Here's the story I found myself remembering this morning: it dates from the time, again, like yesterday's story, when I used to serve him as an altar boy. After the communion service we would recess solemnly to the vestry, where my father would remove the ceremonial robes that covered his cassock and re-hang them reverently in the closet; and then would sit at the table to fill in the registry, first with the date and time, then with the type of service just conducted, and finish with his signature, Harry L. Clothier. (The "L" was for Legg, a matter of some slightly embarrassed amusement for me as a child.) Well, there was this one occasion when he sat down to perform this ritual, wrote in the name of the service, Holy Communion, then thoughtlessly signed his name with a flourish, "Holy Clothier."
Talk about Freudian slip! We had a good laugh about that--he was not without the healthy ability to have a good laugh at his own expense. But it did say something about the man, and about the self-consciousness with which he played his role.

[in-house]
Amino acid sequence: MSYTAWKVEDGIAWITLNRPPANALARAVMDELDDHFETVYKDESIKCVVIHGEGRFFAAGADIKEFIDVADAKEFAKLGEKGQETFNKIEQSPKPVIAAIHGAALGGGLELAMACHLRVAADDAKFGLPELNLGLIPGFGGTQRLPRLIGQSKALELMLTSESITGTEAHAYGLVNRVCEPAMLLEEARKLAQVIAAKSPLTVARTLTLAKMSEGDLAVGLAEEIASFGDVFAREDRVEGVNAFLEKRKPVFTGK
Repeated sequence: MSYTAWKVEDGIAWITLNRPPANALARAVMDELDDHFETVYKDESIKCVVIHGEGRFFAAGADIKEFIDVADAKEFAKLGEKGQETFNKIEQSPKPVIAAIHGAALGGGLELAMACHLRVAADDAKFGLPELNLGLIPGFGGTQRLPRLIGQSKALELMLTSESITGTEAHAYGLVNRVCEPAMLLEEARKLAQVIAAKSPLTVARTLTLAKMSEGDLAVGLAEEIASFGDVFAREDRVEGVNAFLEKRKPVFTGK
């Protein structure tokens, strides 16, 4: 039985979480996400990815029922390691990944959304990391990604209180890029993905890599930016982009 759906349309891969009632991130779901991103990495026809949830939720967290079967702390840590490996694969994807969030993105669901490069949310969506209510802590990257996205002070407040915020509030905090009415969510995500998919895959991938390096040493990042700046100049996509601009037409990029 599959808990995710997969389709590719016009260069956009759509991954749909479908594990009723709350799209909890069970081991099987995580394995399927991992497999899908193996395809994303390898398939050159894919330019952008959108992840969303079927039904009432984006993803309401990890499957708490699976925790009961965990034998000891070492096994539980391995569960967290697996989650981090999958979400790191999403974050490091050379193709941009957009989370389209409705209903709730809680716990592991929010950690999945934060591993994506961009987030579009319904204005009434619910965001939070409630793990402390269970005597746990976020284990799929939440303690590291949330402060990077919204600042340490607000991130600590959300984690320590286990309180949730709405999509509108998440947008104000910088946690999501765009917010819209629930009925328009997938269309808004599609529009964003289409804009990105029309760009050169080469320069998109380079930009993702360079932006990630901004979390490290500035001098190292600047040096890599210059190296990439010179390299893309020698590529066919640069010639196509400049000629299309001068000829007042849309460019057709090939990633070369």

I suspect, too, that he had a healthy id--and that he judged it unhealthy. Or at least felt very uncomfortable about it. I judge, in retrospect, that he had a real battle with his sexuality. (I remember once when he told me, out of the blue, somewhat later in his life, that he had never been much interested in masturbation!) I believe that, like Jimmy Carter, he "lusted in his heart" after the several young women who were assigned by the War Department to live with us in the Rectory with us during the war (WWII, that is!) They were working, we discovered much later, on the Enigma machine at nearby Bletchley Park, de-coding Hitler's messages to his armed forces.
All these thoughts and memories were sparked, remember, by that observation of myself as "showing off" in my speaking gigs. The ambivalence I feel may be something inherited from my father, either by having watched--and perhaps emulated--his behavior, or simply in the genes. And I suspect more and more, as I grow older, that we tend to find more of our parents in ourselves, sometimes even to our own dismay. I am certainly--and unexpectedly--finding something of the preacher in myself; and I find co-existing in him, the preacher, both the show-off and the genuine investigator of the human soul.